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Title: Geomorphological and tectonic controls on coastal erosion, Huatung, eastern Taiwan
Author: Shen, Su-Min
ISNI:       0000 0001 3402 4244
Awarding Body: University of London
Current Institution: University College London (University of London)
Date of Award: 2001
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The Huatung coast, eastern Taiwan, is characterised by rapid uplift and well-developed marine terraces. Despite the high uplift rate, and associated negative sea-level tendency, this coast has long been subject to coastal erosion problems. Only limited scientific understanding of the rate and processes of erosion has been available to inform the increasing mitigative works and, despite heavy expenditure, land loss and damage to coastal property remain a serious problem. The aim of this study is to determine the rate and pattern of cliff erosion and to provide a geomorphologically-sound basis for future coastal management. This is accomplished through: 1. the first comprehensive geomorphological survey of the Huatung coast; 2. identification of major geomorphic units ('littoral cells') along the coast; 3. quantification of the rate and pattern of erosion, with particular reference to the rapidly retreating coastal section around Chengkung; 4. investigation of factors driving coastal change at various temporal and spatial scales. More than 150 km of coast have been investigated and field surveys conducted of cliff and beach morphology and material properties. The Huatung Coast exhibits a bay-headland configuration and a series of littoral cells are proposed, based upon morphological and sedimentological evidences. Rigorous comparison of sequential topographical maps and aerial photographs covering the period 1929 to 1990 for various stretches provides the first quantitative measurements of the rate of erosion on this coast. Although the distribution of retreating stretches various locally, the maximum retreat rate is up to 3 m yr-1 over the period 1951~1990. High retreat rates occur where the cliff-forming material is less resistant (mudstones) and/or where the fronting beach is poorly developed. Extreme events, in the form of summer typhoons, are believed to be the main agent of coastal change. Cliff retreat occurs through a combination of storm wave attack and slope failure during heavy rainfall and runoff. This study identifies the most rapidly retreating coastal sections and provides a conceptual basis for understanding their distribution. An idea of the potential for future erosion is obtained from consideration of both coastal profiles (the extent and composition of the various terrace units) and planforms (in relation to theoretical equilibrium curves and observed palaeo-shorelines). These findings will allow more informed planning of future developments and protection works.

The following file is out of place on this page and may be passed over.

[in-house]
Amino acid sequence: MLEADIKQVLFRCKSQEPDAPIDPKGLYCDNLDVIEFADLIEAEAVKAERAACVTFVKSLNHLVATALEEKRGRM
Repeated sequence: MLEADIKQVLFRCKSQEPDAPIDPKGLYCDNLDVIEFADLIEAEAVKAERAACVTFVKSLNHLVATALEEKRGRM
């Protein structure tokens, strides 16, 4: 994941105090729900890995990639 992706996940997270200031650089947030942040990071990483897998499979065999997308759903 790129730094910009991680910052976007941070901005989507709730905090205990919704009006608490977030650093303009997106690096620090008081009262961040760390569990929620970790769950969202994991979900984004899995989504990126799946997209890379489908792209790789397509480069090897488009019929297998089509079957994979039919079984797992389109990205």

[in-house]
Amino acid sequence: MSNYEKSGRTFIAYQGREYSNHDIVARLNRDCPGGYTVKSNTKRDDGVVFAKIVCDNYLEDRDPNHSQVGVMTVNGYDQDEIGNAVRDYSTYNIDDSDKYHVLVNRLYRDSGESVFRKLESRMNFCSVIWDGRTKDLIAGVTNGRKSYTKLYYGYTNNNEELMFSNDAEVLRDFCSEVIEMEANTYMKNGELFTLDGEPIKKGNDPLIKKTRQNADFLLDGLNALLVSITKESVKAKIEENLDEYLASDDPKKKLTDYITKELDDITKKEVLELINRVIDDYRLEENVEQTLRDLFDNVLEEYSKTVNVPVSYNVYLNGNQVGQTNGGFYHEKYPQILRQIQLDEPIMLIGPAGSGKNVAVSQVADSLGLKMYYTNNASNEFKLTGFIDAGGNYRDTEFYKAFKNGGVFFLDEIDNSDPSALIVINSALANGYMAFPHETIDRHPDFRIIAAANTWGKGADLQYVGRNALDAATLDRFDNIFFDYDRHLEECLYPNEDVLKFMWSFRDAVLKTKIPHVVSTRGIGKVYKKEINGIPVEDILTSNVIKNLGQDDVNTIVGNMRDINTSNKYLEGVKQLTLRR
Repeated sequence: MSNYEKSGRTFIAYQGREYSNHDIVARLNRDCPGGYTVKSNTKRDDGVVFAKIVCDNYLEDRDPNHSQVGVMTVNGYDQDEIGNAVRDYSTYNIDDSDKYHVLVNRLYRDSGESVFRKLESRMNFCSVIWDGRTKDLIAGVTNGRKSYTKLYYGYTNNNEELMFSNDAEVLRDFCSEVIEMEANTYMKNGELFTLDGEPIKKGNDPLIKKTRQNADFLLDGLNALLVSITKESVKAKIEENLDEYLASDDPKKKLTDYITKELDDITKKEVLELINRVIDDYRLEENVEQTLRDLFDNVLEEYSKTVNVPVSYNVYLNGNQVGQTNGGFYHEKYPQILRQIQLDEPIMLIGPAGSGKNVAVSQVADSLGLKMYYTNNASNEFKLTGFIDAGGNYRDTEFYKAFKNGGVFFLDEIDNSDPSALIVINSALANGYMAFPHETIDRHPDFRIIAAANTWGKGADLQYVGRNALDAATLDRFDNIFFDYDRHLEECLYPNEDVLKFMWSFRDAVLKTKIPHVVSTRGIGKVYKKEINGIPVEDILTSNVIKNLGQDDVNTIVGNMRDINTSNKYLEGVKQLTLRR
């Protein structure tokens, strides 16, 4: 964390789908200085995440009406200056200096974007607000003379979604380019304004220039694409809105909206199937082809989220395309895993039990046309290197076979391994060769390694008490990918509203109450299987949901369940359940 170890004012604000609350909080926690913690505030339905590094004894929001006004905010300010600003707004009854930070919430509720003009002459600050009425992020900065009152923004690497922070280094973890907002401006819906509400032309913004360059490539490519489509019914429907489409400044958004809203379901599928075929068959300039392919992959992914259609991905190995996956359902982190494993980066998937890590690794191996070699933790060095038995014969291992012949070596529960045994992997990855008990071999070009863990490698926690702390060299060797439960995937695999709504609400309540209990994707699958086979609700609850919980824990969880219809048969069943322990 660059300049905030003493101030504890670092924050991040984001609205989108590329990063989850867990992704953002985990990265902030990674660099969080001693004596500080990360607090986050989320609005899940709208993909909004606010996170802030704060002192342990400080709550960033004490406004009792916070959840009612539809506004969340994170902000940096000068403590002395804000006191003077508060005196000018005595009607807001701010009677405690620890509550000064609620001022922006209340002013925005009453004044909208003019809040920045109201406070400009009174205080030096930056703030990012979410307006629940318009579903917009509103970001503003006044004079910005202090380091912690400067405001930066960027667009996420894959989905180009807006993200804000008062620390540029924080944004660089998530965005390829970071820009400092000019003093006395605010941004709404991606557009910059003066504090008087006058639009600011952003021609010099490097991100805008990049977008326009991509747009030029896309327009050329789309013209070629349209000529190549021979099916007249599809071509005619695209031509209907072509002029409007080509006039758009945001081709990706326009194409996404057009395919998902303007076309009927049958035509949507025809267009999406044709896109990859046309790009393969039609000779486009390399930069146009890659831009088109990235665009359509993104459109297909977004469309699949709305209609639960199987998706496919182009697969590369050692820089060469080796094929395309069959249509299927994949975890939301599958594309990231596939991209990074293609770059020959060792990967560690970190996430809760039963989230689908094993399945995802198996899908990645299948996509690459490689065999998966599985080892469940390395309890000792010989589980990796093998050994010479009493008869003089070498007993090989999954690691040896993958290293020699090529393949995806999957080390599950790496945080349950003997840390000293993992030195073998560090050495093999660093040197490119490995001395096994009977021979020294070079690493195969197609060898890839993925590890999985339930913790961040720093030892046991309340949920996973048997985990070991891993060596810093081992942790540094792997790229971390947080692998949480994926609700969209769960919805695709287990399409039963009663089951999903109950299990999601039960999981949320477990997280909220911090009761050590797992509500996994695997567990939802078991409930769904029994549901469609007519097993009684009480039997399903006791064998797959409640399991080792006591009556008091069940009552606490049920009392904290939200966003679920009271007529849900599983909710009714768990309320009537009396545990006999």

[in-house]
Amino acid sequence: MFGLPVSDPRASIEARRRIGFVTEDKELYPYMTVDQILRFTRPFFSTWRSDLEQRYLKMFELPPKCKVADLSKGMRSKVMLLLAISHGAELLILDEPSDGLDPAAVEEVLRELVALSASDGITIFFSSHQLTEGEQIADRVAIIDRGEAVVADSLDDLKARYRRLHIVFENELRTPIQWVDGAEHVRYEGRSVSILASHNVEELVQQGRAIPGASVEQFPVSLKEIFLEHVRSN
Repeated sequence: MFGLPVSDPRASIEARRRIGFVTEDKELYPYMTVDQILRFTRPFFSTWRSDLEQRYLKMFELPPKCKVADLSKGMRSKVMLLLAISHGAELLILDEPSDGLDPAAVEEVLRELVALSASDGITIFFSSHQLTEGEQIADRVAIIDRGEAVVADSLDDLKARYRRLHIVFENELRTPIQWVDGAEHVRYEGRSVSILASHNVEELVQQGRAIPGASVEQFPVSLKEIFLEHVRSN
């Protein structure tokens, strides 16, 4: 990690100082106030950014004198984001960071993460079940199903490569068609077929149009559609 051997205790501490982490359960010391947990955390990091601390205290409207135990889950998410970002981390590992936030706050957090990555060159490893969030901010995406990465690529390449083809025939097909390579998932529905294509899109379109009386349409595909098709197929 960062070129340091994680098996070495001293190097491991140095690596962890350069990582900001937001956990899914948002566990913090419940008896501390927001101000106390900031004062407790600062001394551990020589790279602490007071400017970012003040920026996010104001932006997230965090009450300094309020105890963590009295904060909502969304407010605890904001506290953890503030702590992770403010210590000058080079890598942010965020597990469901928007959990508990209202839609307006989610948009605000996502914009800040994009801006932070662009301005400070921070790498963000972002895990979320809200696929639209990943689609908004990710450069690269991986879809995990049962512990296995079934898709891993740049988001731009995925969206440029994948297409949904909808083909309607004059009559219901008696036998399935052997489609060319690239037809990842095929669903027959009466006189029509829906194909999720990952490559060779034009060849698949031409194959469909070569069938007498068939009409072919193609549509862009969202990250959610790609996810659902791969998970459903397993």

Supervisor: Not available Sponsor: Not available
Qualification Name: Thesis (Ph.D.) Qualification Level: Doctoral
EThOS ID:  DOI: Not available
Keywords: Geology